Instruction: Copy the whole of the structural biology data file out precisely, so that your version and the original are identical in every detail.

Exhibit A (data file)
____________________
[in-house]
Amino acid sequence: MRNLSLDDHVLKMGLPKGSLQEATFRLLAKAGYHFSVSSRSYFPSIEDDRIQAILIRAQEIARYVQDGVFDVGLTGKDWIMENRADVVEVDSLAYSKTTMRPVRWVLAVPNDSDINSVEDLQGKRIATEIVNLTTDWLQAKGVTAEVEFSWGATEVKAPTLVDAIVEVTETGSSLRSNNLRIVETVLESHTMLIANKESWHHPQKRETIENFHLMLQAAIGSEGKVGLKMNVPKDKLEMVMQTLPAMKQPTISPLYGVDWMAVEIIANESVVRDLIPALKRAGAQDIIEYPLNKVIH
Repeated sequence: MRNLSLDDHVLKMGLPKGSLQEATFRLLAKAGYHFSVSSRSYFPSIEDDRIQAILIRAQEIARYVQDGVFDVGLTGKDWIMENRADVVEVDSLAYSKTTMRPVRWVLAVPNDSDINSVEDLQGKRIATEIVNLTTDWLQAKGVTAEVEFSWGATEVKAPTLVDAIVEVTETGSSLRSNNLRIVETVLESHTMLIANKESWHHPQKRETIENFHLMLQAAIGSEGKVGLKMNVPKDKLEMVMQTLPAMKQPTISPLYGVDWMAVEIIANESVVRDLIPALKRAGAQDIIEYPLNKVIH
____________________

[in-house]
Amino acid sequence: MRNLSLDDHVLKMGLPKGSLQEATFRLLAKAGYHFSVSSRSYFPSIEDDRIQAILIRAQEIARYVQDGVFDVGLTGKDWIMENRADVVEVDSLAYSKTTMRPVRWVLAVPNDSDINSVEDLQGKRIATEIVNLTTDWLQAKGVTAEVEFSWGATEVKAPTLVDAIVEVTETGSSLRSNNLRIVETVLESHTMLIANKESWHHPQKRETIENFHLMLQAAIGSEGKVGLKMNVPKDKLEMVMQTLPAMKQPTISPLYGVDWMAVEIIANESVVRDLIPALKRAGAQDIIEYPLNKVIH
Repeated sequence: MRNLSLDDHVLKMGLPKGSLQEATFRLLAKAGYHFSVSSRSYFPSIEDDRIQAILIRAQEIARYVQDGVFDVGLTGKDWIMENRADVVEVDSLAYSKTTMRPVRWVLAVPNDSDINSVEDLQGKRIATEIVNLTTDWLQAKGVTAEVEFSWGATEVKAPTLVDAIVEVTETGSSLRSNNLRIVETVLESHTMLIANKESWHHPQKRETIENFHLMLQAAIGSEGKVGLKMNVPKDKLEMVMQTLPAMKQPTISPLYGVDWMAVEIIANESVVRDLIPALKRAGAQDIIEYPLNKVIH